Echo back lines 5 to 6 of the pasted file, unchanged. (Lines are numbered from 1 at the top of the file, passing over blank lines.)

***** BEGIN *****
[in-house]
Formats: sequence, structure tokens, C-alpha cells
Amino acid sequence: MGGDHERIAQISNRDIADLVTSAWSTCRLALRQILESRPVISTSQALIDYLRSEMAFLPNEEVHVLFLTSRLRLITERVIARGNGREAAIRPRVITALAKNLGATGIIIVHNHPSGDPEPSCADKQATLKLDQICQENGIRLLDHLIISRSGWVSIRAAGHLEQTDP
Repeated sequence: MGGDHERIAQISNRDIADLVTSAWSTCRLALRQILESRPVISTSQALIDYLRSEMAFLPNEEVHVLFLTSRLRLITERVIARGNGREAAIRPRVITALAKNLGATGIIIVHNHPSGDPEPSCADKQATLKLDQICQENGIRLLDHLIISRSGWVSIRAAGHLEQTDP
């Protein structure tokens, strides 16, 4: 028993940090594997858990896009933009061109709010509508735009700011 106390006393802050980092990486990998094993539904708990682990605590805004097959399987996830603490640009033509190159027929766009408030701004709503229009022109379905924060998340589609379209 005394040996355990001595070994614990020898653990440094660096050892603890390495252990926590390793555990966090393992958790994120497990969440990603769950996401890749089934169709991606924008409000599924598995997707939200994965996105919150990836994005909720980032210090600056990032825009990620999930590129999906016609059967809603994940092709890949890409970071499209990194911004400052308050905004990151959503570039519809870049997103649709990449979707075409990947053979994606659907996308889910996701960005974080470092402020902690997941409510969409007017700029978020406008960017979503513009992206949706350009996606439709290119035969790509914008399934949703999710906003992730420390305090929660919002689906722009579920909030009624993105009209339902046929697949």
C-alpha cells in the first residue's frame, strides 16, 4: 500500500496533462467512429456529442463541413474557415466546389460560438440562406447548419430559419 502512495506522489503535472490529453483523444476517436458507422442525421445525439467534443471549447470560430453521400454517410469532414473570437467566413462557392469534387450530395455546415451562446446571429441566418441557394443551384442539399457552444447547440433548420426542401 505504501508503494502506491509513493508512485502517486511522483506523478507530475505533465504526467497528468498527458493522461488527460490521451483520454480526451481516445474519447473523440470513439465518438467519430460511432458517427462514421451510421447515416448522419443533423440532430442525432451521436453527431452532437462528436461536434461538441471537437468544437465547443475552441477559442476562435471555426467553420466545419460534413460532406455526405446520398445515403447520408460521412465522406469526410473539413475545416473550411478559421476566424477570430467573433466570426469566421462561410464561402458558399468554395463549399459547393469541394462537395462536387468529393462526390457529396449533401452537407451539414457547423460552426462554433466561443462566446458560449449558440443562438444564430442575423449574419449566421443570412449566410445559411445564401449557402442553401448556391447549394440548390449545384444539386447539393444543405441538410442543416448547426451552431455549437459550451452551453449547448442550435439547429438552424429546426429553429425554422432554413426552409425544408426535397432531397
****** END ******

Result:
């Protein structure tokens, strides 16, 4: 028993940090594997858990896009933009061109709010509508735009700011 106390006393802050980092990486990998094993539904708990682990605590805004097959399987996830603490640009033509190159027929766009408030701004709503229009022109379905924060998340589609379209 005394040996355990001595070994614990020898653990440094660096050892603890390495252990926590390793555990966090393992958790994120497990969440990603769950996401890749089934169709991606924008409000599924598995997707939200994965996105919150990836994005909720980032210090600056990032825009990620999930590129999906016609059967809603994940092709890949890409970071499209990194911004400052308050905004990151959503570039519809870049997103649709990449979707075409990947053979994606659907996308889910996701960005974080470092402020902690997941409510969409007017700029978020406008960017979503513009992206949706350009996606439709290119035969790509914008399934949703999710906003992730420390305090929660919002689906722009579920909030009624993105009209339902046929697949």
C-alpha cells in the first residue's frame, strides 16, 4: 500500500496533462467512429456529442463541413474557415466546389460560438440562406447548419430559419 502512495506522489503535472490529453483523444476517436458507422442525421445525439467534443471549447470560430453521400454517410469532414473570437467566413462557392469534387450530395455546415451562446446571429441566418441557394443551384442539399457552444447547440433548420426542401 505504501508503494502506491509513493508512485502517486511522483506523478507530475505533465504526467497528468498527458493522461488527460490521451483520454480526451481516445474519447473523440470513439465518438467519430460511432458517427462514421451510421447515416448522419443533423440532430442525432451521436453527431452532437462528436461536434461538441471537437468544437465547443475552441477559442476562435471555426467553420466545419460534413460532406455526405446520398445515403447520408460521412465522406469526410473539413475545416473550411478559421476566424477570430467573433466570426469566421462561410464561402458558399468554395463549399459547393469541394462537395462536387468529393462526390457529396449533401452537407451539414457547423460552426462554433466561443462566446458560449449558440443562438444564430442575423449574419449566421443570412449566410445559411445564401449557402442553401448556391447549394440548390449545384444539386447539393444543405441538410442543416448547426451552431455549437459550451452551453449547448442550435439547429438552424429546426429553429425554422432554413426552409425544408426535397432531397